AP file photo by Cuauhtemoc Beltran / The opening day of dove season, typically in early September in the United States, is an exciting time for many hunters because it is the kickoff to not only the pursuit of these birds but the start of a new hunting year.

It's almost fall, y'all.

The gray-faced pointer eased over to my knee and requested an audience. With her chin resting there, I looked into the eyes that seem to become more soulful with every passing day. "What's on your mind?" I said, thinking how much I would miss her. The dog's expression was that of a teacher addressing an unwitting student. As clear as day, her eyes said, "You know it is almost fall."

Callie is right; it is almost fall. I know, we still have August to go, but you will turn around two times and it will be the middle of September. Where does the time go? I don't know. If you find out, please tell me.

So you know me, if I am thinking about fall being close, I am thinking about the hunting seasons. I wonder sometimes that we hunters must sound like a broken record to those who don't hunt much, always going on about our favorite season coming up. Don't hold it against us — it's just what we do.

Most of us, me included, are still preoccupied right now with complaining about the hot and muggy weather. You know what is going to happen, though: You will wake up one morning, it will be cool and foggy, and it will dawn on you that fall is upon us.

For the hunters, the first significant thing that will happen next is dove season. Most states will open this season during the first week of September. Now we talk about fall, but in truth when the season comes in for doves, it is still summer where the calendar is concerned. The autumnal equinox will not occur until Sept. 22 this year, so we actually start hunting before fall gets here. Deer season in South Carolina will start in some areas on Aug. 15; think about that for a minute.

For many of us, going forth to be embarrassed by a small gray bird, the mourning dove, is the kickoff for a new hunting year. We are embarrassed because sometimes it seems trying to hit one of these little speedsters with a shotgun is like shooting at an aspirin tablet shot out of a .257 Roberts on a windy day. (For the nonshooting crowd, that would be really fast.)

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Staff photo by Robin Rudd / Two mourning doves interact on a branch in East Brainerd on May 3. Mourning doves are "little speedsters" whose elusiveness has frustrated and embarrassed many a hunter returning to the field for the first time in months, writes outdoors columnist Larry Case.

The mourning dove is one of the most abundant and widespread birds in North America and can be found all over the United States, southern Canada and Mexico, and it will winter down into Central America. Doves are prolific breeders and in some areas will have as many as six broods in one year. Although there may be millions taken by hunters in one season, the overall dove population does not seem to be affected. Doves, by the way, are quite tasty on the table. Hunters will often prepare dove breast on the grill wrapped in bacon, and I recommend it.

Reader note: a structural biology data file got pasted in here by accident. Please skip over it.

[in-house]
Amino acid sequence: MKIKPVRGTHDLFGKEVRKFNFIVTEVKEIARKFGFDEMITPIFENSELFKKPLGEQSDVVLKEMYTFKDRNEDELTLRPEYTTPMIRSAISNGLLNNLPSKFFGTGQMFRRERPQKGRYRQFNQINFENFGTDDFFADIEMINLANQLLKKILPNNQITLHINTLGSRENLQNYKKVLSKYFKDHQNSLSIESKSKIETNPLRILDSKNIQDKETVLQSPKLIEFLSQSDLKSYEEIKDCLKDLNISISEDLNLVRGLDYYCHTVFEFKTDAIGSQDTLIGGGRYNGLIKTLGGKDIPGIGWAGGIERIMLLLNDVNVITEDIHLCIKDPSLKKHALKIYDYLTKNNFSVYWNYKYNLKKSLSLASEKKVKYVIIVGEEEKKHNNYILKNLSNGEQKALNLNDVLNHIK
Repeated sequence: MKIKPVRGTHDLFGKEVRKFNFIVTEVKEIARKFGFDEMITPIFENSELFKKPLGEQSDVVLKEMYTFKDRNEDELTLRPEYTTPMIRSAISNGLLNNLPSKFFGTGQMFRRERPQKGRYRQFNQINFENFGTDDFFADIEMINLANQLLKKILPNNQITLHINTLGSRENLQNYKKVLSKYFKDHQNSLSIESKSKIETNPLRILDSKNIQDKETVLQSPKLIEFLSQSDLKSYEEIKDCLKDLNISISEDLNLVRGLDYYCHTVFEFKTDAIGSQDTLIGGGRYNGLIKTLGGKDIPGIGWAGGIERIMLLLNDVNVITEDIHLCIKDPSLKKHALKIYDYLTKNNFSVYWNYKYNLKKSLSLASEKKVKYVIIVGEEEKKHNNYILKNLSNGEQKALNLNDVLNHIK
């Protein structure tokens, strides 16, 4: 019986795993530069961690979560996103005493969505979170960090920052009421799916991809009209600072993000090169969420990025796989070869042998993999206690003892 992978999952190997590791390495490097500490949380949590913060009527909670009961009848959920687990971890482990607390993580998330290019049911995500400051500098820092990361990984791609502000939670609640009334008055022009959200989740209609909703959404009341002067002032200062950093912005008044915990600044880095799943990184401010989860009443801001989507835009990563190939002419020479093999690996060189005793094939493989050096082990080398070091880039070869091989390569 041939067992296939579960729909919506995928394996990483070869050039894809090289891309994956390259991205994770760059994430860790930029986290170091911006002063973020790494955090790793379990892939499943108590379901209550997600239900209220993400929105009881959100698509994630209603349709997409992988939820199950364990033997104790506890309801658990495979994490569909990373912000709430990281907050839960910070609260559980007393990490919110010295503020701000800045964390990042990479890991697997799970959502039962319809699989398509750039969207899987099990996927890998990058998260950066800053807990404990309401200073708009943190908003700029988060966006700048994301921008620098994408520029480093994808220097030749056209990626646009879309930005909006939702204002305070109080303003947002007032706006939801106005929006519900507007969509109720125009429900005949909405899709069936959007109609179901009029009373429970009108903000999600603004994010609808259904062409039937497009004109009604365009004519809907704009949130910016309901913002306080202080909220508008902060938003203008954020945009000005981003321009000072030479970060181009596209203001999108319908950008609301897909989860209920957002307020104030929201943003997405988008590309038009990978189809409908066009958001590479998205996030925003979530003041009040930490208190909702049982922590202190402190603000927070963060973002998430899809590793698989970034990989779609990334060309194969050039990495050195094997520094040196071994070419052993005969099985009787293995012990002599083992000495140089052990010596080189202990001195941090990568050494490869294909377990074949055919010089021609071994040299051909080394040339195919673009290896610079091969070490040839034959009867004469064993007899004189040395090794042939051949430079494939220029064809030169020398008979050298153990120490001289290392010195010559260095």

An early season dove hunt can take many forms in different locales. In many parts of the South, the dove season opener can be a gala affair. Large organized shoots are often accompanied with hefty amounts of barbecue and socializing. In many areas, the first day of the season starts at noon, so there is lots of time to catch up with those we haven't seen since last year. These hunts often occur on large parcels of private land that have been groomed for dove hunting, and there is sometimes a fee involved.

Another form the dove opener can is take is you and a couple buddies sallying forth to a public hunting area to sample the dove prospects there. Many states now do some form of small game management and may plant sunflowers, millet and other small grains to attract doves. Do a little homework and scout out an area near you before the season. You probably won't have the area to yourself, but in dove hunting you may not want that anyway. Often in dove hunting, shooters will surround a dove field, and this may keep the birds flying back and forth. So in dove hunting, more is often better.

Do yourself a favor and take that full choke out of your shotgun for dove hunting. A modified choke will serve you better to hit a few birds, and you may even want to go with the improved cylinder. Light game loads are all you need for doves, with No. 7 shot being ideal. The early portion of the season is often hotter than a $2 pistol, so make sure you take plenty of ice and water for the day. Even more H2O is needed if you take your canine buddy to the dove field. Dogs need lots of water and shade during hot days afield, so don't forget that.

Well, I used up all my time going on about the first of the fall seasons, dove hunting. Next on the list would probably be early squirrel season.

Anyone for squirrel gravy and biscuits?

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Larry Case / Contributed photo

"The Trail Less Traveled" is written by Larry Case, who lives in Fayette County, W.Va. You can write to him at